How do I Choose the Best Work Abroad Program?

Diane Goettel
Diane Goettel
Diane Goettel
Diane Goettel
Man holding a globe
Man holding a globe

When choosing among work abroad programs, there are a number of important factors to consider, most of which have to do with the skill set, career goals, and needs of the employee. Finding a work abroad program that is a good fit means finding one that matches up with the employee's skill set and goals as well as her personal and financial needs. If just one of these factors is off, the entire working experience could be difficult for the employee as well as the employer.

Consider finances first. Will the work abroad program pay well enough for the employee to maintain her current lifestyle? Also, will the program cover her costs of relocation as well as the cost to relocate her family? For single people, the latter part of the last consideration may not apply, but it can be crucial for people who have families. Also, consider taxes and figure out how much will be owed in taxes abroad and back at home to make sure that the financial plan is still workable.

Once the finances are confirmed to be workable, consider how the work abroad program may be able to best utilize and build upon one's current skill set. Some people are even willing to take a pay cut in order to have the experience of working abroad and, perhaps learning new skills and improving on current skills as part of the bargain. The best possible situation is a work abroad program that will lead to a pay raise and will also advance the employee in her career.

Sometimes people take part in work abroad programs in order to try something entirely different or to make a major career change. In these cases, the purpose of the work abroad program may mostly have to do with one's professional experiences and professional happiness and less to do with advancing one's career and making more money. In these cases, it is important to make sure that the financial package offered by the work abroad program at least covers the basics even if the participating in the program means taking a pay cut.

For some people, working abroad is more about doing good than advancing their careers or making money. In these cases, it is most important to choose a work abroad program that is most aligned with one's beliefs and one's desires to be of service. However, in order to stay afloat, it is still important to make sure that all of one's basic needs will be met while participating in the program.

Diane Goettel
Diane Goettel

In addition to her work as a freelance writer for , Diane is the executive editor of Black Lawrence Press, an independent publishing company based in upstate New York. She has also edited several anthologies, the e-newsletter Sapling, and The Adirondack Review. Diane has a B.A. from Sarah Lawrence College and an M.A. from Brooklyn College.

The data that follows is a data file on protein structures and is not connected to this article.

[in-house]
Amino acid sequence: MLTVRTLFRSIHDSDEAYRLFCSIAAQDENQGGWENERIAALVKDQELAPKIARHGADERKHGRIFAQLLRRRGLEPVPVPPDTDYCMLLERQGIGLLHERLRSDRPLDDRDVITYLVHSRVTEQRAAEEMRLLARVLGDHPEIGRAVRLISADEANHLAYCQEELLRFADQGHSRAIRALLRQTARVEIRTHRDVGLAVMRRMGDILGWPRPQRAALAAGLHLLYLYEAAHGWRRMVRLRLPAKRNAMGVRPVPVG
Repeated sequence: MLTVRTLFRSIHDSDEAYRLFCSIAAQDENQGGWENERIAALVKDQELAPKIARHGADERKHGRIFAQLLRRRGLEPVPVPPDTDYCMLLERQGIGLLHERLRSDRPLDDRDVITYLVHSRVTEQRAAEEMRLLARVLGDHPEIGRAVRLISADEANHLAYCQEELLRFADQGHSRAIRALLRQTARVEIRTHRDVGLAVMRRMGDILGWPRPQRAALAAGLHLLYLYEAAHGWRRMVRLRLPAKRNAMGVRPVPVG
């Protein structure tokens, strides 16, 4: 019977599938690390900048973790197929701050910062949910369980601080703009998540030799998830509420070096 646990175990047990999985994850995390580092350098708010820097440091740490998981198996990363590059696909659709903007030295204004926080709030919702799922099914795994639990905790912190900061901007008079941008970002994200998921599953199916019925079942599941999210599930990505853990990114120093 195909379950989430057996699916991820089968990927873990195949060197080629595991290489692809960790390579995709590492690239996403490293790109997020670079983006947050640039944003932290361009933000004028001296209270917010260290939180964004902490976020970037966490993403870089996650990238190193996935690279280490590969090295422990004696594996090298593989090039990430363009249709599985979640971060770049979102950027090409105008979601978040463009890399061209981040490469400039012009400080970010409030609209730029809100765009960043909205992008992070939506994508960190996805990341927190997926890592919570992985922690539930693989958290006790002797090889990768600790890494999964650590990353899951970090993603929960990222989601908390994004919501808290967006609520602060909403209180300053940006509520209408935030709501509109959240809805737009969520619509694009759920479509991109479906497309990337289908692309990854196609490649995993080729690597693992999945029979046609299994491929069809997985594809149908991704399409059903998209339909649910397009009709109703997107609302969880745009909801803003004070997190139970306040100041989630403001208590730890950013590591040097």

Diane Goettel
Diane Goettel

In addition to her work as a freelance writer for , Diane is the executive editor of Black Lawrence Press, an independent publishing company based in upstate New York. She has also edited several anthologies, the e-newsletter Sapling, and The Adirondack Review. Diane has a B.A. from Sarah Lawrence College and an M.A. from Brooklyn College.

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Discussion Comments

umbra21

@pleonasm - As long as they are a good program in the first place. I would only ever choose to go through a reputable travel agency and sign everything cautiously just for that extra layer of protection. My mother always told stories of her friends who did work abroad programs as au pairs and ended up in terrible circumstances. The program did very little to help them.

These days I'm more likely to trust a company with an international reputation to protect.

pleonasm

@Iluviaporos - It's a matter of deciding what you would prefer though. I imagine that younger people without much experience or resources aren't going to necessarily thrive in a situation where they are foreigners trying to negotiate jobs in an unfamiliar environment.

Some people will do better at paid work abroad without the guidelines of a program, but others would probably prefer to have everything set out step by step. Particularly in a place where a misstep might land you in jail or facing some other problem. If you don't leave the boundaries of a good program, they will back you up and take care of you if something happens.

lluviaporos

Make sure you visit a few forums or noticeboards for ex-pats living in the place you want to visit. Sometimes it might turn out that a work abroad program isn't the right way to go. Sometimes it might be ideal but you have to pick the right one.

When I was researching teaching English in China I read a lot of articles by people who had done that and it seemed like the ideal was to get set up with a school with a work program that would provide housing and support, and then to get additional work as a tutor or elsewhere. You would have to make sure your visa would allow for this, but the work could end up being fairly lucrative (for the area) and the lifestyle was supposed to be very nice.

If you don't do this kind of research before you go you could end up locked into a contract stipulating when you have to come and go and who you can work for while you're there and that means you can't follow opportunities as they present themselves.

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